I did call a store once to get prices on Epiphone and Gibson Explorers and was told $700 and $1,195. Bit of a difference there but not the $1000-$1500 difference most people say. I did check into how much it would cost to buy that Epiphone then change it over to Gibson pickups and Gibson hardware. With the guitar + case + pickups + tuners I found I stood to save at the most: $65. That is assuming I do the work myself, but I'd probably pay a tech to do it.

So, basically, I've gone through all that work and I'm up $65 on a guitar I didn't even want in the first place. For me, that doesn't seem like a deal. But, I could be saving $300-$400 on it and still feel I'm not ahead if it's not something I wanted. It's not right or wrong but it's how I think and shop.


   
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biker_jim_uk
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Also Mike, if you could afford 80K or so for a guitar, I'm guessing you wouldn't be as worried about dinging it ;)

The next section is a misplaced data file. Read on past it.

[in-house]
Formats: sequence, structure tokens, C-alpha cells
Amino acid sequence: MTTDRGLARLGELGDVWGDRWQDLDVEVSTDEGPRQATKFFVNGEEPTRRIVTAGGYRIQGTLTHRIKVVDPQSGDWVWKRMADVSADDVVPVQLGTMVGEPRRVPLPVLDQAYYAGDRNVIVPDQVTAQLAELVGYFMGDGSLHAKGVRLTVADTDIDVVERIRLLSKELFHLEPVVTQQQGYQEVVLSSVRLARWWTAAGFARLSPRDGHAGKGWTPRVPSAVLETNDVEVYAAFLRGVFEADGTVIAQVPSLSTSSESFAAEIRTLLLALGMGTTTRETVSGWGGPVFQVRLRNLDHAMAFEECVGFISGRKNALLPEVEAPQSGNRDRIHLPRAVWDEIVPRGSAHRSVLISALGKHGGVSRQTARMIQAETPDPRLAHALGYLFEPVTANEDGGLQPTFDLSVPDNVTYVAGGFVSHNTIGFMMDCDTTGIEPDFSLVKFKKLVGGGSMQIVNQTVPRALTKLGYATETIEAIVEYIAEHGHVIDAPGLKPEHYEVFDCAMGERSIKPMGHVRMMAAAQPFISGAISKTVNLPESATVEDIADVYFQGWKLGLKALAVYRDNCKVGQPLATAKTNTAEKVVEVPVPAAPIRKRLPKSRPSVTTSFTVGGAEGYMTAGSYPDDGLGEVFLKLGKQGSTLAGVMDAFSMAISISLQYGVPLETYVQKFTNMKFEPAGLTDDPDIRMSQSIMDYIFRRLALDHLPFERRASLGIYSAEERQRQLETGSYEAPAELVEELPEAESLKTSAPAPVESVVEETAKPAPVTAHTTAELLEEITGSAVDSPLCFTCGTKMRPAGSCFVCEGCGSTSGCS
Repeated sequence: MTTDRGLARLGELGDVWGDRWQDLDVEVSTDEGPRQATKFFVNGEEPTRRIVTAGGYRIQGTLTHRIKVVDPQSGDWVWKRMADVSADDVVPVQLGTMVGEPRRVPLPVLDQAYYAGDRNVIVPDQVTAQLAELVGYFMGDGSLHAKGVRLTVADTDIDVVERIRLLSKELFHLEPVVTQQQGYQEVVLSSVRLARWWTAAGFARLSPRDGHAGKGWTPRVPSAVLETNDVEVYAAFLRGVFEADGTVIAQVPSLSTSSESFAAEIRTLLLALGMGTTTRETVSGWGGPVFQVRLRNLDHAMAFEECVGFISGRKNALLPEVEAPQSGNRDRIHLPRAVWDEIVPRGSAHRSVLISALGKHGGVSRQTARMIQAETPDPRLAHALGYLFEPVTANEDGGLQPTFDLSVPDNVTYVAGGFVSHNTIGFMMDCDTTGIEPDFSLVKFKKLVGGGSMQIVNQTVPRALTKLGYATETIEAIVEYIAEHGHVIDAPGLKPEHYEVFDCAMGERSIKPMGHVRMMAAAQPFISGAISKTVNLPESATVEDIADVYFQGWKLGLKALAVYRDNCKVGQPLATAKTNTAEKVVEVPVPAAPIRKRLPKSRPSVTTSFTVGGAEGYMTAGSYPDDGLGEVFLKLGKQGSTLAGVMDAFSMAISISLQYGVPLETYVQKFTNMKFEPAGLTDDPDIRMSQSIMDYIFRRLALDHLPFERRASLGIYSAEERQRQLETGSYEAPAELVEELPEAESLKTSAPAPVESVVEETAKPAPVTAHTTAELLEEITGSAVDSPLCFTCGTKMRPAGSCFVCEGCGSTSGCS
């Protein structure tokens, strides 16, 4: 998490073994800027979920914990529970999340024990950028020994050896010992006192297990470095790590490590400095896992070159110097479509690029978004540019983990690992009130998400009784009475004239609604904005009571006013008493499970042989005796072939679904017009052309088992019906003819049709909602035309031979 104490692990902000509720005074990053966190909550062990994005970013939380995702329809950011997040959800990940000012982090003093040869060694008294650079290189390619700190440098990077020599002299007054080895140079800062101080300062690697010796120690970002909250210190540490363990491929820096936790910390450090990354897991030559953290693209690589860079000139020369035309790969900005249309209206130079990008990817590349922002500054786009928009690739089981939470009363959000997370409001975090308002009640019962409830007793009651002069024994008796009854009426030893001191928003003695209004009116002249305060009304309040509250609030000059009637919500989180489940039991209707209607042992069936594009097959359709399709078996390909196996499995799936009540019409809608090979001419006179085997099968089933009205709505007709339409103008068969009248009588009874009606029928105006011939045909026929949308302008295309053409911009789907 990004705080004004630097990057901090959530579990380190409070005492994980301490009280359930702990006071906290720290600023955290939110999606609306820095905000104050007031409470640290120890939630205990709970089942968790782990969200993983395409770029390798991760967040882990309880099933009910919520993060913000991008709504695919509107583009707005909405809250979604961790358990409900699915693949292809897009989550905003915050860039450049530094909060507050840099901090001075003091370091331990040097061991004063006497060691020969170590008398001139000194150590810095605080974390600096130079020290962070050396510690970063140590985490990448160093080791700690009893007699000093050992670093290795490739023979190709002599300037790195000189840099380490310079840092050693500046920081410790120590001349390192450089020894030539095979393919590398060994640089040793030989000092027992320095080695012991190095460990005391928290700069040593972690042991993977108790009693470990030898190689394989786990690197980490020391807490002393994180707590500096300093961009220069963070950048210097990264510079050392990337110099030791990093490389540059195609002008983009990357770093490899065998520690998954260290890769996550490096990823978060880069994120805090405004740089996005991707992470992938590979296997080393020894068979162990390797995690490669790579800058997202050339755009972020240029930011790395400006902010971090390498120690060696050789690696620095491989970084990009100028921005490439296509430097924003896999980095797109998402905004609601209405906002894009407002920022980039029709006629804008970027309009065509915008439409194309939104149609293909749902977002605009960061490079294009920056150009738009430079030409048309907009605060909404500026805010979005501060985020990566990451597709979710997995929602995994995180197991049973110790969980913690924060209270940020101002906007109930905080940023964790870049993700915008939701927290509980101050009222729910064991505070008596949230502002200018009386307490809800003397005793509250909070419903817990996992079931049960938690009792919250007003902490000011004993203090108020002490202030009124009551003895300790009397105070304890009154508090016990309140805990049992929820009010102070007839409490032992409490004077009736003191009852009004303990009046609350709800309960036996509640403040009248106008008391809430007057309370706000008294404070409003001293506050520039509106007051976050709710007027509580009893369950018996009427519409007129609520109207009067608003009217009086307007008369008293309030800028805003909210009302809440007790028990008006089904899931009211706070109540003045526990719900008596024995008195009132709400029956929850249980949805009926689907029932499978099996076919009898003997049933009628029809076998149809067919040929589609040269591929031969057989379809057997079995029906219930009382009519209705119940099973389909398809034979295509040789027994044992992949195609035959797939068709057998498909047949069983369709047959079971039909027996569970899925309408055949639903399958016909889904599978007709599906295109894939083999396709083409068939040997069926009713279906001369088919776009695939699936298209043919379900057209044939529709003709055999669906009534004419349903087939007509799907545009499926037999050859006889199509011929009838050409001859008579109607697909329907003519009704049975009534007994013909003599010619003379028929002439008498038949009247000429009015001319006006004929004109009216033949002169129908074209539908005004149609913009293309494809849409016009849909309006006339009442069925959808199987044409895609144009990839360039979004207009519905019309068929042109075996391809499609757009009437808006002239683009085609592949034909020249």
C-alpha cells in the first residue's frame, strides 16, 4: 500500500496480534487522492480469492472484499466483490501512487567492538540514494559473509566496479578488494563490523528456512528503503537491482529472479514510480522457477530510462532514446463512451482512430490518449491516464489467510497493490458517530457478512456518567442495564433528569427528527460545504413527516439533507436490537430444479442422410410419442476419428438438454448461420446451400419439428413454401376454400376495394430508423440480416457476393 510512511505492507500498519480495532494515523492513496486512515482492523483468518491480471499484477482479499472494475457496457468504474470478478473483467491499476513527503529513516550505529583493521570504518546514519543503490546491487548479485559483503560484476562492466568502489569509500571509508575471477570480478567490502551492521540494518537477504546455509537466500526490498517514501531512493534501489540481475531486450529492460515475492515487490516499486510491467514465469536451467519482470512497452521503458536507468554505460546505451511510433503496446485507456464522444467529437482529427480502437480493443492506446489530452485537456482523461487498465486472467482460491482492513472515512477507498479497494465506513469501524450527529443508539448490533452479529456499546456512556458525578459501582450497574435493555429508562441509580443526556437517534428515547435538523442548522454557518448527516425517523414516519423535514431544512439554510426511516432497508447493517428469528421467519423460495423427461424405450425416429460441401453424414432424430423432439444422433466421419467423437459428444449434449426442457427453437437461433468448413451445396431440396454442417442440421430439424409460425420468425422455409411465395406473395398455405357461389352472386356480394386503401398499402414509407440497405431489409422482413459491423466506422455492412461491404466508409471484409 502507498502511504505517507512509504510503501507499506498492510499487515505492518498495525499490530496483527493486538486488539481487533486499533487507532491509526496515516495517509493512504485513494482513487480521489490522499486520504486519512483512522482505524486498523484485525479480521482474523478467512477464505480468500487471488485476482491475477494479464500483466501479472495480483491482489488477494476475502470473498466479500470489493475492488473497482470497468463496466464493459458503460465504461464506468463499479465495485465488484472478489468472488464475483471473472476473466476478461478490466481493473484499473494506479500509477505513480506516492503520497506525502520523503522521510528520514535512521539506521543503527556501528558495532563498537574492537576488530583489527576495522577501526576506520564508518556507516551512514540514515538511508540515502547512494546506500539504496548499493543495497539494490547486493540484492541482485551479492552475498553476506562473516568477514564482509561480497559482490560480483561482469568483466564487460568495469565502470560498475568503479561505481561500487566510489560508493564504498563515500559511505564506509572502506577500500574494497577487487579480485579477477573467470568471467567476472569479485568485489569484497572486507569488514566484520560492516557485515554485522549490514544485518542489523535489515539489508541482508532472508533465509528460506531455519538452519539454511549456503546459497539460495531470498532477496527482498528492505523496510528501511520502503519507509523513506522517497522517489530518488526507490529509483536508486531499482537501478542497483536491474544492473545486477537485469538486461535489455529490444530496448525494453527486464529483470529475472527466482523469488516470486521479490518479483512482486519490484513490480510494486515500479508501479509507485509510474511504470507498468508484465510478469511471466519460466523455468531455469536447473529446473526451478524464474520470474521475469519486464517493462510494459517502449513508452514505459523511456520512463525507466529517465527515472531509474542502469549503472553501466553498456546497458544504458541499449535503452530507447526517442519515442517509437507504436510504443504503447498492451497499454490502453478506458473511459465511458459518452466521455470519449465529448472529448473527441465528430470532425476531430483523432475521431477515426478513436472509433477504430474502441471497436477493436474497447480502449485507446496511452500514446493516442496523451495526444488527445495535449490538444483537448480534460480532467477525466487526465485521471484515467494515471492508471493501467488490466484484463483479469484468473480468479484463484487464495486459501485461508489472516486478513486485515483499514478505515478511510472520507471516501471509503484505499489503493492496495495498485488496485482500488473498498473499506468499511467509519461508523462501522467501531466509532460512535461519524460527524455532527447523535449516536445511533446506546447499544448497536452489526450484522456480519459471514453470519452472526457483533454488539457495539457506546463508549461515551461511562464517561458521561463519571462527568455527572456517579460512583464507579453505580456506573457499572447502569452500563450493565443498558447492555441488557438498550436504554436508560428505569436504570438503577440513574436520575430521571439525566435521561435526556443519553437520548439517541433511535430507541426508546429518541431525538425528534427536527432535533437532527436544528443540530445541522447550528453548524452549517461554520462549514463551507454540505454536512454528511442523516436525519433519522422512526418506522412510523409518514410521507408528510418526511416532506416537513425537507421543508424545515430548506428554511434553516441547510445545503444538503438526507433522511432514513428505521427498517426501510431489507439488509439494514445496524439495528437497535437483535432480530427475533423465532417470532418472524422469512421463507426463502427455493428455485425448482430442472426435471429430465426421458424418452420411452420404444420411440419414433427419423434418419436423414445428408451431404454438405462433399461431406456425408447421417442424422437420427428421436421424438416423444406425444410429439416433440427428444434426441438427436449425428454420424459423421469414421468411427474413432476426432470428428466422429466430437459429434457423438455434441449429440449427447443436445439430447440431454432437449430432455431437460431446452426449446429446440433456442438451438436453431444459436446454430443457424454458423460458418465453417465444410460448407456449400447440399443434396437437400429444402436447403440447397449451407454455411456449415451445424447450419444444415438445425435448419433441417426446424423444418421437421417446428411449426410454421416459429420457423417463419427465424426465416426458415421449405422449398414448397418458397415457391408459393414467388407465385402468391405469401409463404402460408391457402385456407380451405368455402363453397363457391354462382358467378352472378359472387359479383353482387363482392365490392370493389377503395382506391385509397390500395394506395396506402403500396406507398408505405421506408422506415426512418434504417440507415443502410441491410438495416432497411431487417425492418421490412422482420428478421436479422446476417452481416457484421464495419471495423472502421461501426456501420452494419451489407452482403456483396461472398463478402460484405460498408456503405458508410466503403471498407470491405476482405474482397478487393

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Misanthrope
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My favourite guitar is also my first guitar - it cost me £35 about 15 years ago. There is, completely literally, only one guitar I've played since then that I preferred to my old beater, and that was a proper '59 Les Paul. (Bit of luck really, I only bought it because it was cheap and I wanted to dip my toes :))

So while I agree about diminishing returns in extra quality as the price goes up as a general principle, there's always going to be exceptions. Hence the reason when I want to buy a guitar I'll set a budget, go to my local shop, play every single last guitar in there that's in my price range and take home the one I like best. Make, age, reputation etc don't make the slightest bit of difference to me, it's all about the axe in my hands at the time. There's no other way to buy :mrgreen: